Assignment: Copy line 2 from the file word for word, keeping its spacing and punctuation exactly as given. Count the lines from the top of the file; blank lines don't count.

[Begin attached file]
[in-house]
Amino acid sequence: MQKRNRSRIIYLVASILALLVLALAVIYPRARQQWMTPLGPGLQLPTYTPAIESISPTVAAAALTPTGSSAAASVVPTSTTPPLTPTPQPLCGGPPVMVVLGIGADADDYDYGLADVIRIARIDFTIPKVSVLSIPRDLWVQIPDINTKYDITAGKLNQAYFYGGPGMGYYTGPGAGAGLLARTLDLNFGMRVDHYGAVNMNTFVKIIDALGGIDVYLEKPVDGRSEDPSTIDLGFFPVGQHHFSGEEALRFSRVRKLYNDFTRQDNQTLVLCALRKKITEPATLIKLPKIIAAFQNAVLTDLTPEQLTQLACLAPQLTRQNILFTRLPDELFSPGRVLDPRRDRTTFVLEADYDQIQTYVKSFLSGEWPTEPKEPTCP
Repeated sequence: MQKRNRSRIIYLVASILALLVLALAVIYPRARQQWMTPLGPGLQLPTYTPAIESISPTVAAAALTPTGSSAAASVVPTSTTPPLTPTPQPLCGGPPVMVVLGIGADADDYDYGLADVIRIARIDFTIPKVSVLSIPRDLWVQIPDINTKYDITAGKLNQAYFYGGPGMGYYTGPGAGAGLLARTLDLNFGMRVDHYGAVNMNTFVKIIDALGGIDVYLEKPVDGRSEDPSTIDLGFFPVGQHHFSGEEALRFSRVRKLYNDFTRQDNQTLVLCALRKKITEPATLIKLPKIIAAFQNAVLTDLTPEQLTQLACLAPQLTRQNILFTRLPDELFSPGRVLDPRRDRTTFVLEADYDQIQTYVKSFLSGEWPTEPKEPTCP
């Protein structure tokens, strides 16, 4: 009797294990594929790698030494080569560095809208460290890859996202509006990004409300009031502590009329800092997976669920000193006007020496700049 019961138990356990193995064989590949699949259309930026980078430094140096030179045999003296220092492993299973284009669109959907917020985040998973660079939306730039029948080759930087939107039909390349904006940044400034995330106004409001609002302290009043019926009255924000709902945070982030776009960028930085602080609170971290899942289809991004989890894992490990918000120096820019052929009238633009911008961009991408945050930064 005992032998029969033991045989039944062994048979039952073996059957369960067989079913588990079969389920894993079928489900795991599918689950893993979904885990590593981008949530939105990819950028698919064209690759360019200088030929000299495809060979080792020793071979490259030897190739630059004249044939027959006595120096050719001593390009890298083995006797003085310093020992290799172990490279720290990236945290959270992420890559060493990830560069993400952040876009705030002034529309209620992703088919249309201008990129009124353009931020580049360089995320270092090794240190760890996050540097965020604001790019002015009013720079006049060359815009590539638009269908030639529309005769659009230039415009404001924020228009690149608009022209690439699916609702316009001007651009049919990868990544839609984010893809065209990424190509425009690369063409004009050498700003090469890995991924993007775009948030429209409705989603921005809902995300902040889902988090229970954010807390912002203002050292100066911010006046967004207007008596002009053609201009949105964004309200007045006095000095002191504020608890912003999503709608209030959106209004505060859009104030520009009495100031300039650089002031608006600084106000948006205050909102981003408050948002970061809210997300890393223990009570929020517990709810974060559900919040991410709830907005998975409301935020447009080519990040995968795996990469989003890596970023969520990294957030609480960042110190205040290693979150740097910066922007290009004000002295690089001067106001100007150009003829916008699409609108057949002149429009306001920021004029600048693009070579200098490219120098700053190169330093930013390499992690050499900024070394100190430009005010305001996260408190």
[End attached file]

Amino acid sequence: MQKRNRSRIIYLVASILALLVLALAVIYPRARQQWMTPLGPGLQLPTYTPAIESISPTVAAAALTPTGSSAAASVVPTSTTPPLTPTPQPLCGGPPVMVVLGIGADADDYDYGLADVIRIARIDFTIPKVSVLSIPRDLWVQIPDINTKYDITAGKLNQAYFYGGPGMGYYTGPGAGAGLLARTLDLNFGMRVDHYGAVNMNTFVKIIDALGGIDVYLEKPVDGRSEDPSTIDLGFFPVGQHHFSGEEALRFSRVRKLYNDFTRQDNQTLVLCALRKKITEPATLIKLPKIIAAFQNAVLTDLTPEQLTQLACLAPQLTRQNILFTRLPDELFSPGRVLDPRRDRTTFVLEADYDQIQTYVKSFLSGEWPTEPKEPTCP